➕ There were scouting references throughout that were hilarious. It demonstrated how much thought was put into this world.

➖ The weakest puzzle sequence was amplified by being “lock for lock” where opening one lock revealed another lock, with no real reward. Granted, we missed the cluing for this sequence (search fail) but the solve felt more arbitrary than the other puzzles, which were generally well integrated into the story.

➕ Mogollon Monster escalated fantastically. The final boss battle was intense, hilarious, and exciting.

Tips For Visiting

  • There is street parking in front.
  • The milkshakes are worth it.

Book your hour with The Nemesis Club’s Mogollon Monster, and tell them that the Room Escape Artist sent you.

Disclosure: The Nemesis Club comped our tickets for this game.


  1. So many things to love about this room and this company. The presence of an actual private club for teams pre and post room play is a wonderful.addition to the experience. The other game currently at Nemesis Club (Evil Robots) is my favorite in AZ. I have been to this company on 4 occasions and every visit was 100% excellent in terms of staff service.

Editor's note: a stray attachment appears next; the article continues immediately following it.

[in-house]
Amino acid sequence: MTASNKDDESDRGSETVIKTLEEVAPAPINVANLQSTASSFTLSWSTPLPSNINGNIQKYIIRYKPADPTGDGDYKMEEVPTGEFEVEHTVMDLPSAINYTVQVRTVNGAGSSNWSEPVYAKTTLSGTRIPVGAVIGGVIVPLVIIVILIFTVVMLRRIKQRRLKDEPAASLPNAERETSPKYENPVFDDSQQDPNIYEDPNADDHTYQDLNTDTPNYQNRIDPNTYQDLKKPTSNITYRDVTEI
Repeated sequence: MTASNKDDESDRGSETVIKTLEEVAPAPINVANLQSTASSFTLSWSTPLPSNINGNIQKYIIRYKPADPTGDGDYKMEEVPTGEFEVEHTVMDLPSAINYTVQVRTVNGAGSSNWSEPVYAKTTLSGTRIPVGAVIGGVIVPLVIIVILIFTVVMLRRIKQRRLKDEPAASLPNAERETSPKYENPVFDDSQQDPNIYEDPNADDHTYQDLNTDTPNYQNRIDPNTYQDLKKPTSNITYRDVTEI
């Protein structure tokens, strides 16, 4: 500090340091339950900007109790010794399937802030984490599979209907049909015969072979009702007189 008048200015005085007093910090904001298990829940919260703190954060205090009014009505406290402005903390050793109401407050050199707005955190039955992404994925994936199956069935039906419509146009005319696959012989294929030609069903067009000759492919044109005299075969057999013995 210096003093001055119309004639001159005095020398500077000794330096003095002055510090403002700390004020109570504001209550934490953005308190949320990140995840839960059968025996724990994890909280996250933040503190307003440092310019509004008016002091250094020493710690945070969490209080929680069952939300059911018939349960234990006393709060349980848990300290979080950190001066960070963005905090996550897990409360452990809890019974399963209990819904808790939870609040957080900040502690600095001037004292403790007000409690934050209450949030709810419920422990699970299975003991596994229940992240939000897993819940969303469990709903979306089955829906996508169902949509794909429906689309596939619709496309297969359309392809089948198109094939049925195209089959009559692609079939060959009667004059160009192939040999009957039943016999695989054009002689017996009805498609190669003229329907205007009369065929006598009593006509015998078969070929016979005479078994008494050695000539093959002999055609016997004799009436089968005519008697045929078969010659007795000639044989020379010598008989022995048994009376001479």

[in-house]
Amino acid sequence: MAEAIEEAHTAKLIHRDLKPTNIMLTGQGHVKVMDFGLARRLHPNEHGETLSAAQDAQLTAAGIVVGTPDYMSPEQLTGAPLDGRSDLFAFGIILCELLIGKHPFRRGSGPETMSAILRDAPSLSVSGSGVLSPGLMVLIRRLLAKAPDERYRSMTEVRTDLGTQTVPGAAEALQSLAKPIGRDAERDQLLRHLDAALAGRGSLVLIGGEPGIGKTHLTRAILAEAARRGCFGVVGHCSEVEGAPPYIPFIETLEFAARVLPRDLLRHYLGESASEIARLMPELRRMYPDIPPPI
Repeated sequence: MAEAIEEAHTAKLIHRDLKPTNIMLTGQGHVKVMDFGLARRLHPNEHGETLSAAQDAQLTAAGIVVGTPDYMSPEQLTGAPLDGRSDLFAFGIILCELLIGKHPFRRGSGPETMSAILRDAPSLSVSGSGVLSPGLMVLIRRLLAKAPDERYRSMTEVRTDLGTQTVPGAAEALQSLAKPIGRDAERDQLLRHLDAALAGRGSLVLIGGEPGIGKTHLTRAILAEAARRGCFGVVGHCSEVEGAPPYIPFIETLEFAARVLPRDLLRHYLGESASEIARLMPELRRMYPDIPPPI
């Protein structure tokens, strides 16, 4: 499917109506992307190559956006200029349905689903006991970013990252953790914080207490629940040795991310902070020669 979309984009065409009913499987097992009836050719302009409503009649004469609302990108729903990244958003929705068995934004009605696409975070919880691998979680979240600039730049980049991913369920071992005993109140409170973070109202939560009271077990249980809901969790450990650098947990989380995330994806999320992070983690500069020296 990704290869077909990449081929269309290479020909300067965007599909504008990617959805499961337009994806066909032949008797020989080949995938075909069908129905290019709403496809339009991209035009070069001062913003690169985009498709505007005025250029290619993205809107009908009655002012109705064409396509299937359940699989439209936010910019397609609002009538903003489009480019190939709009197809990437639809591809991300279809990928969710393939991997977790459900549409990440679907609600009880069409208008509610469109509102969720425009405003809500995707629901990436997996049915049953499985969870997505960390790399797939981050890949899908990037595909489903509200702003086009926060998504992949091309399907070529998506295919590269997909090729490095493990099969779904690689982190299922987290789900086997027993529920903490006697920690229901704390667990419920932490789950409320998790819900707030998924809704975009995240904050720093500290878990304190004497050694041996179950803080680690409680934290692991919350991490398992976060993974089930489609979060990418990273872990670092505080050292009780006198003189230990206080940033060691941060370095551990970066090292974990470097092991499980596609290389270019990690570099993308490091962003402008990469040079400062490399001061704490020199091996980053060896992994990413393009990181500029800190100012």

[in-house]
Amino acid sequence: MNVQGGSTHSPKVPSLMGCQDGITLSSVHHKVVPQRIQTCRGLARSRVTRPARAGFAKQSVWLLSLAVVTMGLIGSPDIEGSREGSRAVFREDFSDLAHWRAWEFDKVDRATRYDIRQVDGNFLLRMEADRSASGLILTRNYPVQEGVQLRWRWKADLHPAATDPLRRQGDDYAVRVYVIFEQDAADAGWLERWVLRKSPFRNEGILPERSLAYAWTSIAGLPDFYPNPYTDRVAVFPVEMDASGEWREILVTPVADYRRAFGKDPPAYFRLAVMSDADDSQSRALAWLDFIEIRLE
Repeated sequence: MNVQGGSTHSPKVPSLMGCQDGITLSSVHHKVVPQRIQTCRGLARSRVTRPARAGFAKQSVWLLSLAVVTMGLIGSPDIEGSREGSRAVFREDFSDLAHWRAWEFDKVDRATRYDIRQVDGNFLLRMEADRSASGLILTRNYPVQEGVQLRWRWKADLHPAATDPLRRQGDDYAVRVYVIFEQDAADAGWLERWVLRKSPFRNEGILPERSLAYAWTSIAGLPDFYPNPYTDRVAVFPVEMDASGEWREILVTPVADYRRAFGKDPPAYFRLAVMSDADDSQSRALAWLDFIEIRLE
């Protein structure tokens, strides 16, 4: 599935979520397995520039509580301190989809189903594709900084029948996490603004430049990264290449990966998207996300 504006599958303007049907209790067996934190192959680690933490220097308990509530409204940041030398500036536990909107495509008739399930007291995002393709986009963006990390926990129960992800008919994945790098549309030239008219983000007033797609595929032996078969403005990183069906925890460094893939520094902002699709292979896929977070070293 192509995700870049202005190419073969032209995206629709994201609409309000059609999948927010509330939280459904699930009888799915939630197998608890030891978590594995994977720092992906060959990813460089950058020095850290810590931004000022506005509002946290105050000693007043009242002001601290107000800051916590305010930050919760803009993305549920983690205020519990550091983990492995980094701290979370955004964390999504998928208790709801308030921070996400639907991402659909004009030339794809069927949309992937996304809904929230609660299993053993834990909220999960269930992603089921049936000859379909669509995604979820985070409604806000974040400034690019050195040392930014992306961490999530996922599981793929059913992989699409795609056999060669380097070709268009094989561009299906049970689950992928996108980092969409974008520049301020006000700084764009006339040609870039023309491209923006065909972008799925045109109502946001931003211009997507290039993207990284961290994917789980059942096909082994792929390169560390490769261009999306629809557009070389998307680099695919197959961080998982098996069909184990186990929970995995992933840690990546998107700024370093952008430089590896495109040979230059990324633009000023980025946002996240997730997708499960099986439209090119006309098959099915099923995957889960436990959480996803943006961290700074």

2. The Disney feeling is very strong at The Nemesis Club. You can tell that they care more about people getting out of the room than good puzzle design. I wish they didn’t use the introduction as a way to take our time away from us, but that doesn’t mean it wasn’t fun. The puzzles were lackluster, but the theming was good. I wouldn’t call them an escape room, because that’s not what they are. They are a ride that you take through. A great ride that makes you feel like you are in control, but not an escape room.

    1. Hey Luis, I get where you’re coming from, and respectfully disagree. Nemesis Club is what top escape rooms look like globally.

      Was it perfect, no… and I do agree some of the puzzles could use a bit more attention, but this is comfortably one of the top escape room companies not just in Phoenix, but in the United States… and I just played my 1,000th escape room this week.